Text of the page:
If golfers visiting the luxury four-star Slaley Hall, in Northumberland, feel they've rediscovered their ‘Zen' on the greens it may be down to the resort's restoration of its Japanese garden, more than 100 years after it was first constructed.
The hotel, in Hexham, has invested a five-figure sum in a refurbishment which also sees improvements to some indoor areas.
The outdoor pagoda in the ornamental garden – arguably unique in a UK golf resort – has been restored and the gardens have been fully landscaped, featuring new flowering plants, ornamental grasses, shrubs and trees and lighting.
Formerly known as the Japanese Garden, the grounds are home to a now rare example of a rock garden which was originally designed and installed before World War I, by the then-renowned Backhouse Nurseries, of Acomb, near York.
And a further £5,000 has uplifted the hotel's Kielder Suite, which can host up to 150 guests, with new decor and furnishings.
Slaley Hall's general manager, Andrew Fox, said: "The pagoda is a lovely backdrop for weddings but it's also a talking point among visiting golfers who are unlikely to have seen anything like it at a golfing venue in this country.
"Our members are rightfully proud of the attractive nature of the gardens at Slaley Hall, which complement wonderfully the surrounding countryside."
Part of the award-winning QHotels group, Slaley Hall – voted ‘Best Golf Hotel/Resort in the North of England' for the third successive year in the 2017 Today's Golfer Travel Awards – is set in 1,000 acres of Northumberland moorland and forest. It is a magnificent four-star hotel in an elegant Edwardian mansion, with two challenging championship courses – the Hunting and the Priestman – which have played host to no fewer than 18 European Tour and European Senior Tour events.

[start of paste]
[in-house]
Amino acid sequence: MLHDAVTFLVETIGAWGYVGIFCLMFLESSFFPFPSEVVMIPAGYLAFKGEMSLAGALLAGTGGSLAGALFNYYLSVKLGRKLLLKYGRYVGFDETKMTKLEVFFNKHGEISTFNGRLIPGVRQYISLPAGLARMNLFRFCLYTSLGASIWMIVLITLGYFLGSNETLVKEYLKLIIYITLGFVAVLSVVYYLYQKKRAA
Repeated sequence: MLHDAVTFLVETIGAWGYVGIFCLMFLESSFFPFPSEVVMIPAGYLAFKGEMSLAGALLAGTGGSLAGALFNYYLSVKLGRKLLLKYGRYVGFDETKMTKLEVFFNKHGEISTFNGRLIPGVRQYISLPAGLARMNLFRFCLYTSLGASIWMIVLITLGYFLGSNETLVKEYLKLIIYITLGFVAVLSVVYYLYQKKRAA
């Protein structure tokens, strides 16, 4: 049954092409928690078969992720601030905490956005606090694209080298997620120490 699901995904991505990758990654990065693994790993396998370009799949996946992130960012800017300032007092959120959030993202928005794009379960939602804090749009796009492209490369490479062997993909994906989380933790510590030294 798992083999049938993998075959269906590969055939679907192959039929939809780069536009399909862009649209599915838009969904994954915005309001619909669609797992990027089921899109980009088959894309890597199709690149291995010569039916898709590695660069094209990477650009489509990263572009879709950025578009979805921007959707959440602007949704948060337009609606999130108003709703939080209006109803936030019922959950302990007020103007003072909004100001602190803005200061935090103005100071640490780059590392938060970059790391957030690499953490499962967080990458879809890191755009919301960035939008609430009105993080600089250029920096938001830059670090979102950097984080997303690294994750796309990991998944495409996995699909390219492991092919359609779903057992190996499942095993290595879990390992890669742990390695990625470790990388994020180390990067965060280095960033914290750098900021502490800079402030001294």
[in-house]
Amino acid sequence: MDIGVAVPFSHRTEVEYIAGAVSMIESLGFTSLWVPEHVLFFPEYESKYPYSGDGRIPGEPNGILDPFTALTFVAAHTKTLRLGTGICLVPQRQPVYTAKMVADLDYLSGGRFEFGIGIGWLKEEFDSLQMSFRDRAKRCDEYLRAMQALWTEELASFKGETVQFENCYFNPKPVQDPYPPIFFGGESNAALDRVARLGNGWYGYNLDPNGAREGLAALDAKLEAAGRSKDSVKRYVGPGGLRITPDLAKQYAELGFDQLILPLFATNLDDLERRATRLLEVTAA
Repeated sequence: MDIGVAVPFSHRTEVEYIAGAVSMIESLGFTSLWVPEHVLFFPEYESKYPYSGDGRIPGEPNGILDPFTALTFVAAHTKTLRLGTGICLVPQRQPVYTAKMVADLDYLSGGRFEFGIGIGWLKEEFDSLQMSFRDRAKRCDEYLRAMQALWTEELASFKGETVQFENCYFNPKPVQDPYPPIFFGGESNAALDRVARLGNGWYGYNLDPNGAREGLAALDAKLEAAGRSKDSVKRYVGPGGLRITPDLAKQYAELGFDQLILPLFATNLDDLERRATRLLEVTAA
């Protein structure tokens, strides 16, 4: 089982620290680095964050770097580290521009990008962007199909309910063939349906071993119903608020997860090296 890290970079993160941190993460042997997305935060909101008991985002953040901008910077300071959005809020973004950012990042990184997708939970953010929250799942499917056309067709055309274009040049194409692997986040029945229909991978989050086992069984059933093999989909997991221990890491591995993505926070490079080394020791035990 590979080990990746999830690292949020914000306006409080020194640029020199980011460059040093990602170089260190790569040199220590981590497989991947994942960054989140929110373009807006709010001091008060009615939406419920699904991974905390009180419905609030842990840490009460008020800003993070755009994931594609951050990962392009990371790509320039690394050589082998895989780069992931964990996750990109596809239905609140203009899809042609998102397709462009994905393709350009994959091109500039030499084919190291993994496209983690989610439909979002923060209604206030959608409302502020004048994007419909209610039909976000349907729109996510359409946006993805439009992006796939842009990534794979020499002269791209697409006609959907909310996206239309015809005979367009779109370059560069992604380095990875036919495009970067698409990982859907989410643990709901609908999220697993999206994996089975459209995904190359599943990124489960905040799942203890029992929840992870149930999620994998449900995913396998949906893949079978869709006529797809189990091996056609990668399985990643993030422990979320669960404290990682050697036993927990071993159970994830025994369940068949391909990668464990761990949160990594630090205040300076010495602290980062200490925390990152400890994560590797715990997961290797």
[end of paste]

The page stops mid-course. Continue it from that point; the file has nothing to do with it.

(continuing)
The 7,000-yard, par-72 Hunting, designed by Dave Thomas, has lush sweeping fairways, streams, lakes, towering trees and banks of rhododendrons – but, aesthetics aside, it will catch out the unwary. Well-placed bunkers and tricky greens make this USGA standard course a real challenge. The quality of Slaley Hall's elder layout is illustrated by the fact the course is often dubbed ‘The Augusta of the North'.
The Priestman course was designed by Neil Coles and opened in 1999. Beautifully maintained, the course has matured magnificently. It sits on the west side of the estate, with panoramic views of the Tyne Valley and some daunting water features, and wind can be a factor on a course which hosts regularly European seniors' events.
The multi-award-winning, four-star QHotels group offers championship-standard courses in unique resort locations including Belton Woods, Oulton Hall, Mottram Hall, and Forest Pines Hotel and Golf Resort.
The pros at the Sony Open in Hawaii were sent scrambling for cover on Saturday after a ballistic missile alert was sent out by mistake.